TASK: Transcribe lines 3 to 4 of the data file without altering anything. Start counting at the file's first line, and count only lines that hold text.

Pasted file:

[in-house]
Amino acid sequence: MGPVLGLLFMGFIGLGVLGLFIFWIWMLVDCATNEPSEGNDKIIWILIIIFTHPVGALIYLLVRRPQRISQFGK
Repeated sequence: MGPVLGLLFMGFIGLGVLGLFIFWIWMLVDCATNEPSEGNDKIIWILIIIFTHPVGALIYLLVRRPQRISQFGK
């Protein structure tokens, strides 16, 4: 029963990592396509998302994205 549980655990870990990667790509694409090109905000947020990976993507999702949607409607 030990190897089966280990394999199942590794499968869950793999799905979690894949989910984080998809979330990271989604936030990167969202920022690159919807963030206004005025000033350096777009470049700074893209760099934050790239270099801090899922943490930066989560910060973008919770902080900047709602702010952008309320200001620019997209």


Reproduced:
Repeated sequence: MGPVLGLLFMGFIGLGVLGLFIFWIWMLVDCATNEPSEGNDKIIWILIIIFTHPVGALIYLLVRRPQRISQFGK
């Protein structure tokens, strides 16, 4: 029963990592396509998302994205 549980655990870990990667790509694409090109905000947020990976993507999702949607409607 030990190897089966280990394999199942590794499968869950793999799905979690894949989910984080998809979330990271989604936030990167969202920022690159919807963030206004005025000033350096777009470049700074893209760099934050790239270099801090899922943490930066989560910060973008919770902080900047709602702010952008309320200001620019997209």